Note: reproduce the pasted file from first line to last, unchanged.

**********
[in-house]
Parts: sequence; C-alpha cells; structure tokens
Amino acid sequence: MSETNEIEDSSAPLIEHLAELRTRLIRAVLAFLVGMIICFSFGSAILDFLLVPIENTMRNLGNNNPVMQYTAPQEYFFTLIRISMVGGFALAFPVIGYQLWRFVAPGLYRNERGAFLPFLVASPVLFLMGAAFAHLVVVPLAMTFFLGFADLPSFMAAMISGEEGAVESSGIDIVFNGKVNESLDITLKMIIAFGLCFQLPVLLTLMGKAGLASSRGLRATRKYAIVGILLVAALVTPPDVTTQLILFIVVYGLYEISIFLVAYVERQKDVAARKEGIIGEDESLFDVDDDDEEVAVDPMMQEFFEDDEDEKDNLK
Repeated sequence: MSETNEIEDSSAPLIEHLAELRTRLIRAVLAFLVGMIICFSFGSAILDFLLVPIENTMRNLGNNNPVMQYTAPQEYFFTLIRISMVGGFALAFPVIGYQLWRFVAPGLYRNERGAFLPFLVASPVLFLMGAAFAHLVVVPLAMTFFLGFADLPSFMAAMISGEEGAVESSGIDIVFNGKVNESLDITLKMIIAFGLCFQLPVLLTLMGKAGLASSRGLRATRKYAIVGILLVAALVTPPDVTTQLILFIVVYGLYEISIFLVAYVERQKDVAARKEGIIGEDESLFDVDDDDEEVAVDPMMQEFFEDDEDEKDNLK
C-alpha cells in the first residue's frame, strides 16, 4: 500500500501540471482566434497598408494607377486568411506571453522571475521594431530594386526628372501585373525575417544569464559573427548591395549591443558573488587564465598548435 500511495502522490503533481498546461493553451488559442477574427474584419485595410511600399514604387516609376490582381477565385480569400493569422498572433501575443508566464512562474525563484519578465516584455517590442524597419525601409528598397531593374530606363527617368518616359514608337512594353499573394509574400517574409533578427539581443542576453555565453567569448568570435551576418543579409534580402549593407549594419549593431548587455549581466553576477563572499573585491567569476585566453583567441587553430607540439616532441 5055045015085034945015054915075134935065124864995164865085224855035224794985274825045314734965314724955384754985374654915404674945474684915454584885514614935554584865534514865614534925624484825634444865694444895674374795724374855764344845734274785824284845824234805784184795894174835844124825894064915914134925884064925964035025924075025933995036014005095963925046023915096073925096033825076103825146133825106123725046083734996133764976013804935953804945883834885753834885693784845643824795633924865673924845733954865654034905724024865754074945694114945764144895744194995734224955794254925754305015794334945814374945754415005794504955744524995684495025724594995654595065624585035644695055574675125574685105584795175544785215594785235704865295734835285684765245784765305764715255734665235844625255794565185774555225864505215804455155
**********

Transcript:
[in-house]
Parts: sequence; C-alpha cells; structure tokens
Amino acid sequence: MSETNEIEDSSAPLIEHLAELRTRLIRAVLAFLVGMIICFSFGSAILDFLLVPIENTMRNLGNNNPVMQYTAPQEYFFTLIRISMVGGFALAFPVIGYQLWRFVAPGLYRNERGAFLPFLVASPVLFLMGAAFAHLVVVPLAMTFFLGFADLPSFMAAMISGEEGAVESSGIDIVFNGKVNESLDITLKMIIAFGLCFQLPVLLTLMGKAGLASSRGLRATRKYAIVGILLVAALVTPPDVTTQLILFIVVYGLYEISIFLVAYVERQKDVAARKEGIIGEDESLFDVDDDDEEVAVDPMMQEFFEDDEDEKDNLK
Repeated sequence: MSETNEIEDSSAPLIEHLAELRTRLIRAVLAFLVGMIICFSFGSAILDFLLVPIENTMRNLGNNNPVMQYTAPQEYFFTLIRISMVGGFALAFPVIGYQLWRFVAPGLYRNERGAFLPFLVASPVLFLMGAAFAHLVVVPLAMTFFLGFADLPSFMAAMISGEEGAVESSGIDIVFNGKVNESLDITLKMIIAFGLCFQLPVLLTLMGKAGLASSRGLRATRKYAIVGILLVAALVTPPDVTTQLILFIVVYGLYEISIFLVAYVERQKDVAARKEGIIGEDESLFDVDDDDEEVAVDPMMQEFFEDDEDEKDNLK
C-alpha cells in the first residue's frame, strides 16, 4: 500500500501540471482566434497598408494607377486568411506571453522571475521594431530594386526628372501585373525575417544569464559573427548591395549591443558573488587564465598548435 500511495502522490503533481498546461493553451488559442477574427474584419485595410511600399514604387516609376490582381477565385480569400493569422498572433501575443508566464512562474525563484519578465516584455517590442524597419525601409528598397531593374530606363527617368518616359514608337512594353499573394509574400517574409533578427539581443542576453555565453567569448568570435551576418543579409534580402549593407549594419549593431548587455549581466553576477563572499573585491567569476585566453583567441587553430607540439616532441 5055045015085034945015054915075134935065124864995164865085224855035224794985274825045314734965314724955384754985374654915404674945474684915454584885514614935554584865534514865614534925624484825634444865694444895674374795724374855764344845734274785824284845824234805784184795894174835844124825894064915914134925884064925964035025924075025933995036014005095963925046023915096073925096033825076103825146133825106123725046083734996133764976013804935953804945883834885753834885693784845643824795633924865673924845733954865654034905724024865754074945694114945764144895744194995734224955794254925754305015794334945814374945754415005794504955744524995684495025724594995654595065624585035644695055574675125574685105584795175544785215594785235704865295734835285684765245784765305764715255734665235844625255794565185774555225864505215804455155